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Well, you were all so helpful for my first bonehead question, I thought I would ask for more of your feedback.

I just bought a VS 356 originally built in 2007 with only 5700 miles.  Everything seemed ok.  When I drove it home I didn't really notice anything, but today, after shifting into 2nd and 3rd gear, it felt like i wasn't getting the acceleration I should and the RPMs would run up.. once i let up on the gas the speed would eventually pick up as it should.. just slowly.  Today, I dropped it at my local air-cooled specialty shop for a thorough once over. 

I was told that the clutch was shot and that it would need to be replaced. He explained that the clutch was slipping and causing the acceleration issue.

Anyone else experience clutch issues or know what might have led to this? The previous owner drove the car very little, and my assumption is that he knew how to handle the clutch.


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Some links I found useful attached... Hope this helps.. This is something you could do easily at home to check your clutch.... Cables do stretch over time. No special tools required. Also getting under the car would allow you to check for potential leaks/wet areas as suggested by Rusty...

Clutch Adjustment.
1.Press down lightly on the clutch pedal and, with a ruler, measure the distance that it moves freely before the clutch resistance is felt. This freeplay should be within the limits of 1/2 to 3/4 of an inch. If it isn't, it must be adjusted.

2. Raise the rear of the car and support it securely on jackstands.

3. The clutch cable adjuster is located under the vehicle on the driver's side of the transaxle adjacent to the upper engine mounting.

4. Have an assistant depress the clutch pedal completely. Place a 3-inch extension between the clutch lever and the body, then release the clutch. This will relieve the tension on the cable so the adjusting nut can be turned freely.
Note: Alternately, lubricate the adjusting nut with a suitable lubricant such as WD-40 so that the nut can be
turned freely.

5. Loosen the locknut (if equipped) and turn the adjustment wingnut (clockwise to tighten) until the freeplay is correct. It may be necessary to hold the cable with a locking plier to prevent it from twisting.

6. Set the adjusting nut so that there is 1/2 to 3/4 inch of freeplay in the clutch pedal.

7. After adjusting the pedal freeplay, tighten the locknut (if equipped).
8. Recheck the pedal freeplay.


See also our Clutch Adjustment Discussion ---


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Last edited by Lfepardo

Slack in the cable will not cause the clutch to slip. Slack would cause issues with getting the clutch to disengage when shifting gears because it would not be able to release far enough.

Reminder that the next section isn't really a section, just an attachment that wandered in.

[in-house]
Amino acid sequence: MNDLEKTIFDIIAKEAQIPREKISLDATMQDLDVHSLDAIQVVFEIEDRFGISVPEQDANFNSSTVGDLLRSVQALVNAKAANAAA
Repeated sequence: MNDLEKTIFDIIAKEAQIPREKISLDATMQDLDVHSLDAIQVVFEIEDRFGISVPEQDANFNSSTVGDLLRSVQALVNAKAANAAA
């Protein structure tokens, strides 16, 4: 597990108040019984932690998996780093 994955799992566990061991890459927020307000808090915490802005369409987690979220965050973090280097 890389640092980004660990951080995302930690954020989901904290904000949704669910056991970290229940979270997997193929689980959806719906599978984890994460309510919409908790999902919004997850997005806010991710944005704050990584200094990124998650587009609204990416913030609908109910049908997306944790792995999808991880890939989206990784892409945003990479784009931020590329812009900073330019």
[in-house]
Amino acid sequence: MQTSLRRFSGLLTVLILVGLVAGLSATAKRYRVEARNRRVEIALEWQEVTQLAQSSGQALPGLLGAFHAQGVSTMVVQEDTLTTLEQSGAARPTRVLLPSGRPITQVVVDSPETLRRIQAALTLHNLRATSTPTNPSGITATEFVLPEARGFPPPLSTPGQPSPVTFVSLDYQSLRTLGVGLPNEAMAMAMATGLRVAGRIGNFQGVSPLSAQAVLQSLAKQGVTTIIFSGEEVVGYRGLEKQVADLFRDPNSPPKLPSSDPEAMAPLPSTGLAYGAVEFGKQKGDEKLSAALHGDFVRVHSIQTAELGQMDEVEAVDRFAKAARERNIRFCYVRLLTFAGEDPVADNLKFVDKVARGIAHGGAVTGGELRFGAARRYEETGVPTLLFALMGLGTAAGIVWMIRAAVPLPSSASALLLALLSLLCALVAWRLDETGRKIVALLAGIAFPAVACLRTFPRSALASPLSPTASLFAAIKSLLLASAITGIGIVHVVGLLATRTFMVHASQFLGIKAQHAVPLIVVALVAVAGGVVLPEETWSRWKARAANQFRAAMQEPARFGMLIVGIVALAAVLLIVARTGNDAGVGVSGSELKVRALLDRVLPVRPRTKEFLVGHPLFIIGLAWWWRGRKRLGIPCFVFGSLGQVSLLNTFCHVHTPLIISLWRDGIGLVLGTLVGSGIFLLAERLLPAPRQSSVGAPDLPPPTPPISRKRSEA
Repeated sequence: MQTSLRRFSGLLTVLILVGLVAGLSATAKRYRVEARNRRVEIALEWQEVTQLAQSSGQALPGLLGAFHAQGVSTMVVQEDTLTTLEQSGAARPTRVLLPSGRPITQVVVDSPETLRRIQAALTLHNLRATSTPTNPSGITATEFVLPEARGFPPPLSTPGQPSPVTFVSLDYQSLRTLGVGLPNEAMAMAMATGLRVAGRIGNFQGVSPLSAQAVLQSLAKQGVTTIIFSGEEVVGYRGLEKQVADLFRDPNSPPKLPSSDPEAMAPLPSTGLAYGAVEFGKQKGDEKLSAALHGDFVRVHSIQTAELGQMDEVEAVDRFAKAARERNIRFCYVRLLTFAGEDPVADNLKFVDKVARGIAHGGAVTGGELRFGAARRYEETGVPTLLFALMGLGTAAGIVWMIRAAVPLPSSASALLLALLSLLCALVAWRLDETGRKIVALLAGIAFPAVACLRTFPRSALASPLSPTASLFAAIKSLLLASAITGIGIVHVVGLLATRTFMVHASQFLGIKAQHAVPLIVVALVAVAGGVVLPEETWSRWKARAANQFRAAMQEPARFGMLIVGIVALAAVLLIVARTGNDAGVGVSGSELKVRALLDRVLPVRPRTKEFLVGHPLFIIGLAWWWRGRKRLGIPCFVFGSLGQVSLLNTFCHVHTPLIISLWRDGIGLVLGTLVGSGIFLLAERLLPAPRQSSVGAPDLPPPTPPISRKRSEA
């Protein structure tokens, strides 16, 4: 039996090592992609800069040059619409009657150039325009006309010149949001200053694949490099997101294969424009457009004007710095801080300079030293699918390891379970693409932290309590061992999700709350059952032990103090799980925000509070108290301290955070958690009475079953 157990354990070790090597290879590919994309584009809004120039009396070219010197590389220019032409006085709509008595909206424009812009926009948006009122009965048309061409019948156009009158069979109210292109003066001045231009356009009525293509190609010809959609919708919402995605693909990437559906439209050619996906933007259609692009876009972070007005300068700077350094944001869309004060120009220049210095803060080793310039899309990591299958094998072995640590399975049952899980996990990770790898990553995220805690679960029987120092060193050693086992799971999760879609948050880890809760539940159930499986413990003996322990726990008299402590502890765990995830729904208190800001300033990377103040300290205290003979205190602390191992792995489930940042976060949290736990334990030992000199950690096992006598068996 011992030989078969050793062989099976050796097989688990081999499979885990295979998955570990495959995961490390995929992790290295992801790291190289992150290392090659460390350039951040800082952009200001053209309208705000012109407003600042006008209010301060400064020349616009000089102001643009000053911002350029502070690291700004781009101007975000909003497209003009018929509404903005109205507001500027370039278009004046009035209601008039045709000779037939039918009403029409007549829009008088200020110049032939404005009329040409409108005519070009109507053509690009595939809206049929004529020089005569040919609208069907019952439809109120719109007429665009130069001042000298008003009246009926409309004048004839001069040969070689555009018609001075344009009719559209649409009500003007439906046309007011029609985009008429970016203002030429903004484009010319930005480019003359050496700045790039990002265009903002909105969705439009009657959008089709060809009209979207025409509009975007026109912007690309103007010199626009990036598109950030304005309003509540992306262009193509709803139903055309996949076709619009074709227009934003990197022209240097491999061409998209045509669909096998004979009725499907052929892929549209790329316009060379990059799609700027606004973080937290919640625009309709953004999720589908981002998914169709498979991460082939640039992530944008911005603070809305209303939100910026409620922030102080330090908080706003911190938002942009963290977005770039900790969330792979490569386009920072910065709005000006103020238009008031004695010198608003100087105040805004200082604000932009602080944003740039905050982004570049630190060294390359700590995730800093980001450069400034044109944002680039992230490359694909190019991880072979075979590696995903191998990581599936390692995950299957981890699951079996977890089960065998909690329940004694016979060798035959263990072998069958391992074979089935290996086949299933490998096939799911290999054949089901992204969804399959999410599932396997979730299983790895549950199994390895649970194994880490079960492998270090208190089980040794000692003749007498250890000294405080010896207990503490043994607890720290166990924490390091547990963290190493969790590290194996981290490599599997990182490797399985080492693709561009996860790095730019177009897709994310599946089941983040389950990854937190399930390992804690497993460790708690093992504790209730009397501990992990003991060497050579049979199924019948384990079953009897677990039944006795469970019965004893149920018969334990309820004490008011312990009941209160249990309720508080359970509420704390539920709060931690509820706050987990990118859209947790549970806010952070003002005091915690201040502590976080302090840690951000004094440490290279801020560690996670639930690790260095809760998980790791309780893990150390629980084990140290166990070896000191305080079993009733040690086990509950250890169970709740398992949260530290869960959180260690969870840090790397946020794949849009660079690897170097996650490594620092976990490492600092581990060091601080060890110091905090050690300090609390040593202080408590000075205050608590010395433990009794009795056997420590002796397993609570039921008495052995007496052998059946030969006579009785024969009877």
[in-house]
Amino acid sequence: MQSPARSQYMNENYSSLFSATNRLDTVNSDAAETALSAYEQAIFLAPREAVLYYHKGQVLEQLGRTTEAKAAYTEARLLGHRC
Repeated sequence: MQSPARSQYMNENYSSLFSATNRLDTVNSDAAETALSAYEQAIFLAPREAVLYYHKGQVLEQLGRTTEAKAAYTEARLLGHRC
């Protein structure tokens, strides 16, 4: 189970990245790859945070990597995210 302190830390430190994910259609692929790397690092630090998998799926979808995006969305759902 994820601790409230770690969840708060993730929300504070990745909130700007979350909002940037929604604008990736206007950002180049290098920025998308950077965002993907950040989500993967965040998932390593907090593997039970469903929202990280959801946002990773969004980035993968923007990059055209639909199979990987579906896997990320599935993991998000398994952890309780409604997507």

A cable that is too tight and doesn't have the free play at the pedal as described can cause slippage as it wouldn't allow the clutch to engage fully. You'd have a similar problem if the cable was frayed and getting hung up in the clutch tube as you left off the pedal.

Not having enough bend in the Bowden tube can allow engine movement to pull on the clutch cable causing it to slip, however, this usually manifests in a jerking feeling, not a smooth loss of power.

You didn't mention engine size, but assuming it's just a stock or mildly upgraded one, I don't think it'd be an issue with holding capacity of the clutch that can happen with big engines.

Oil contamination is a common issue that will cause slippage. And there's a couple other issues related to part fitment that could cause slippage, but diagnosing those require pulling the engine anyway.

I agree that you should verify clutch cable adjustment first before pulling the engine.

Thanks again for all your help. IMG_3834After some more investigation - and a lot of trust in my newly found vw mechanic (he has 5 other customers with a VS) we dropped the engine and checked out the clutch. The clutch itself was broken and misaligned - causing the problem of not properly disengaging fully as needed... Everything else checked out solid so with a quick swap of the clutch - she runs great!


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  • IMG_3834: You can see the top where the throwout bearing/sleeve  is not flush with the plate

Yes, clutch plates usually last much longer than 6,000 miles.   50,000-ish miles is more typical, depending on how you drive.  If you ride the clutch a lot they last a lot less, but even that won't brake the plate.  Unfortunately, some of the parts we get to work with these days, clutches included, are not up to snuff and fail prematurely, as yours did.

I'm glad your mechanic found it and, while it seems like a BIG DEAL to pull the engine, it's actually easier to do than pulling the transaxle in most modern, water-cooled cars, so there's that.  The throw-out bearing, after 6,000 miles, is probably OK, even with the broken plate, but the mechanic should have checked it out by spinning it to see if it spun OK without any noise or "catching" when turned.   Assuming that he did that, you're probably good to go - and with a brand-new clutch!

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